And look at the end of verse 7: the church leaders in Jerusalem did not add to Paul’s message in any way. And according to verse 7 they recognised that God had entrusted Paul with the task of preaching the gospel to the Gentiles, just as Peter had been entrusted with the task of preaching the gospel to the Jews. In other words, they recognised that Paul had been called by God to preach the gospel. And since they were satisfied with the gospel message he preached, and since they were satisfied that he had been called by God, the leaders of the church gave Paul the right hand of fellowship. They accepted him as a brother in the Lord and a fellow preacher of the gospel, because they recognised that God had graciously called him. The only extra point they raised was that Paul and his companions should continue to remember the poor, but Paul himself was eager to do that.
So, there you are. Paul had received the gospel from God whenever the Lord Jesus appeared to him on the road to Damascus. And the apostles and leaders of the church agreed with the gospel he preached.
Before moving on, it’s perhaps worth saying a word about the way Paul refers in these verses to the leaders in Jerusalem. In a way, he seems a bit dismissive of them, doesn’t he? In verse 2 he refers to them as those who seemed to be leaders. In verse 6 he refers to them as those who seemed to be important, but whatever they were made no difference to him. In verse 9 he refers to those who were reputed to be pillars of the church. He seems reluctant to recognise their authority, doesn’t he?
However, several of the commentators are careful to explain that Paul did recognise their authority. After all, he appeared before them and was pleased that they gave him the right hand of fellowship. Christians must not have a rebellious or stubborn streak that refuses to submit to leaders in the church, because the authorities that exist both in the world and in the church have been established by God. Nevertheless Paul was trying to make clear to his readers in Galatia that he did not rely on any mere man or woman for his understanding of the gospel. The gospel he preached was not something that man made up. And he didn’t receive it from any man, not even an apostle or one of the leaders in Jerusalem. Yes, those apostles and leaders are worthy of respect. But Paul did not get the gospel from them, but from God himself.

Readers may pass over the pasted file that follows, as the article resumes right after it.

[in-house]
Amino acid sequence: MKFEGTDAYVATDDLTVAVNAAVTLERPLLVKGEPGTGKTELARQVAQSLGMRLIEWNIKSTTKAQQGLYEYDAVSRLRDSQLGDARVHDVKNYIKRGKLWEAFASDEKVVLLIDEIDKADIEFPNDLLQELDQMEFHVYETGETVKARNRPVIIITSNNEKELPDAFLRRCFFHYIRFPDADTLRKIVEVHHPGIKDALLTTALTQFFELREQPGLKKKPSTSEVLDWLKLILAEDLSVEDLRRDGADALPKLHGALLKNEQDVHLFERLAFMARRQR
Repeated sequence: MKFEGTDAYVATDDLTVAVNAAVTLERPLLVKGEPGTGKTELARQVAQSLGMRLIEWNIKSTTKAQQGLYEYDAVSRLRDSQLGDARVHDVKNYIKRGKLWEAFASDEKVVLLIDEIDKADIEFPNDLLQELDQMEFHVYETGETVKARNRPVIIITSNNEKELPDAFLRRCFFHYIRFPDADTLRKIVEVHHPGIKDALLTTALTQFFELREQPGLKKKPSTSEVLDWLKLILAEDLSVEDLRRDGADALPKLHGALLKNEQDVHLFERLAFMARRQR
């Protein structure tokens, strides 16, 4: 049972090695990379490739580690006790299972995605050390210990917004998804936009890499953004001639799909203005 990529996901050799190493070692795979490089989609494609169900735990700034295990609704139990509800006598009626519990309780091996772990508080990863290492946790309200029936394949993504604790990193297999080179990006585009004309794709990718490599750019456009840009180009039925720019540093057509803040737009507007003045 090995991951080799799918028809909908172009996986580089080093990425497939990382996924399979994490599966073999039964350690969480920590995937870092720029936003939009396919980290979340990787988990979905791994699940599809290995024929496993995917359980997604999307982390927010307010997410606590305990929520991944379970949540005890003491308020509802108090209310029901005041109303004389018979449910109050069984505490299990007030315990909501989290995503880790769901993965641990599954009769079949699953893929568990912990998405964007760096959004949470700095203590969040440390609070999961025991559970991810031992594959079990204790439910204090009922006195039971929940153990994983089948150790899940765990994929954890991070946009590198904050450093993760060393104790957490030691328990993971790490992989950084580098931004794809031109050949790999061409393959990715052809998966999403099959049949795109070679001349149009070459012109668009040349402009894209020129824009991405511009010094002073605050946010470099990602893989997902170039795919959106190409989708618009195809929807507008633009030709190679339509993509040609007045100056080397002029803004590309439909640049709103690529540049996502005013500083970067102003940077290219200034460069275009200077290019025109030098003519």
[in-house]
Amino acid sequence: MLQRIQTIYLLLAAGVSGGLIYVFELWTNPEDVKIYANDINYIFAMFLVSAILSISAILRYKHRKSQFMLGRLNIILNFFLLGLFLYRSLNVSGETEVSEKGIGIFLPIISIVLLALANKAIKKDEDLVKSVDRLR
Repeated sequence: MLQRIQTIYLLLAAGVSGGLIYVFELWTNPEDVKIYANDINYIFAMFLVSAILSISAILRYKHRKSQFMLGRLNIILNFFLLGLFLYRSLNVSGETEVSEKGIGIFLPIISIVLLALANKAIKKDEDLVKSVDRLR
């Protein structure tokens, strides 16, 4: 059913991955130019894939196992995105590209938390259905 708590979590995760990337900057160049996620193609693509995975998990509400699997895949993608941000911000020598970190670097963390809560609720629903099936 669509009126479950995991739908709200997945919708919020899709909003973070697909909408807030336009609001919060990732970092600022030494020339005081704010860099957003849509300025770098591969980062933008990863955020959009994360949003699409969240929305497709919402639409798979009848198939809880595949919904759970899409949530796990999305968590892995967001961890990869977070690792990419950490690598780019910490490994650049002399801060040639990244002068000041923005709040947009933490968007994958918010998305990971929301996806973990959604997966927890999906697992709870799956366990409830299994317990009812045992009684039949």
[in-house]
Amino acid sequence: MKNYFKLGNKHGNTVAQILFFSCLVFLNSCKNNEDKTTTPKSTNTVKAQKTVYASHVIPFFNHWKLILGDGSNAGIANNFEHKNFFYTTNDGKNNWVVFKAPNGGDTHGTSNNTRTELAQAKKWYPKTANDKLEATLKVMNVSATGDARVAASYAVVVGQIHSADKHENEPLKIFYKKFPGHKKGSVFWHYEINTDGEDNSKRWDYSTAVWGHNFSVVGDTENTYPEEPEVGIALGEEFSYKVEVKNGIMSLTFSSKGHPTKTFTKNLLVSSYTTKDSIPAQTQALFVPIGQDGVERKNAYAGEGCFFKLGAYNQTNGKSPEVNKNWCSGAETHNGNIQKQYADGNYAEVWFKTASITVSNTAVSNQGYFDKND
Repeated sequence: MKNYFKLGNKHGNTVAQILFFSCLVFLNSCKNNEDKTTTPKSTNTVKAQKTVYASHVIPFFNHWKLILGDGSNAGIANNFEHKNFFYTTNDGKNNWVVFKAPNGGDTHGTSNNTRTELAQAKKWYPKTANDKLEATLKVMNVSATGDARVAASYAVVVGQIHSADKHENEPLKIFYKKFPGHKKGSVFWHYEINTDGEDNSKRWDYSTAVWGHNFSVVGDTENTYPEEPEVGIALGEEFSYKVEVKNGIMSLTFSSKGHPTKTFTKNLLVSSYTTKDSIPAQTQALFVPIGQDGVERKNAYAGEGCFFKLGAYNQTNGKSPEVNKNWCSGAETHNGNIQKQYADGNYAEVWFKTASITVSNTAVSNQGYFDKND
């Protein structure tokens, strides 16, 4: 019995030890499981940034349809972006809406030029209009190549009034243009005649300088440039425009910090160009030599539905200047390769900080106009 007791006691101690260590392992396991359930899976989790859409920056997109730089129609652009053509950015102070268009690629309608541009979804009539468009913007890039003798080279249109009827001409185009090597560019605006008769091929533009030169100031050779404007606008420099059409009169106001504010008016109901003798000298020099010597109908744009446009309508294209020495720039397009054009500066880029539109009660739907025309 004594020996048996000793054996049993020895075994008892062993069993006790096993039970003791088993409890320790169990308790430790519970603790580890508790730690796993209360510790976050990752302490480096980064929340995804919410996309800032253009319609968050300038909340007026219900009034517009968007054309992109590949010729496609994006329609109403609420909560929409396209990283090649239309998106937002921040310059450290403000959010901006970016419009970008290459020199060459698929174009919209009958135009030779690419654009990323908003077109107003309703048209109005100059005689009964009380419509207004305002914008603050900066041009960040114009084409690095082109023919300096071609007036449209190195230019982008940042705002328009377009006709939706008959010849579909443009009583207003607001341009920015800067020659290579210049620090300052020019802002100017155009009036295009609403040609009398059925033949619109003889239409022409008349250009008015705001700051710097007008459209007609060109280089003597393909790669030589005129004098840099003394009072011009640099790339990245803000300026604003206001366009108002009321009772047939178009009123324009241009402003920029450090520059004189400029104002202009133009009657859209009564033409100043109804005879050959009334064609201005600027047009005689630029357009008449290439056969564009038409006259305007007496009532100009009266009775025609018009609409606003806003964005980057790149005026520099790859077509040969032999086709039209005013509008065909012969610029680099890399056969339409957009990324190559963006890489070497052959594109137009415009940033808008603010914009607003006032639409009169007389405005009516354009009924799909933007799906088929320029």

And so, we come to the third part of this narrative when Paul tells the story of the time he had to rebuke Peter. He tells us of how Peter came to Antioch; and for a time he was happy to eat with the Gentile believers. Eating with the Gentile believers was a way of showing that he accepted them as fellow believers. Sure, they hadn’t been circumcised. Nor did they follow all the Old Testament laws about what to eat. Nor did they follow all the traditions which had been developed over time. Nevertheless, they were trusting in Christ for salvation; and that’s all that matters. All of those Old Testament laws about circumcision and food were fine for Israel in the days of the Old Testament. But they had become unimportant, now that Christ had come and had died for sinners.
However, once certain men came from James in Jerusalem, Peter began to draw back and to separate himself from those Gentile believers. It was as if he no longer accepted them as fellow believers, because they hadn’t been circumcised.
Paul explains in verse 12 that Peter was afraid of those who belonged to the circumcision group. Now, we don’t really know who the circumcision group were and why exactly Peter was afraid of them. However, it’s more important for us to note that because of what Peter did, the other Jewish believers in Antioch — even Barnabas — followed his example and separated themselves from the Gentile believers.
When Paul saw that they were not acting in line with the truth of the gospel, he rebuked Peter. The problem Paul had with Peter is this: since God had accepted these Gentiles believers, it was necessary for Peter to accept them too and not to make any further demands on them. God had accepted them because they trusted in Christ. And since God had accepted them, Peter should accept them as well, without insisting that they should also be circumcised.
And in the verses which follow, Paul recalls what he said to Peter. And by doing so, he makes the gospel clear. Look at verses 15 and 16 where Paul really makes three points.
He says, firstly, that we know that a man is not justified by observing the law, but by faith in Christ. So, sinners are justified — pardoned and accepted by God — not by obeying the law, but by trusting in Christ the Saviour.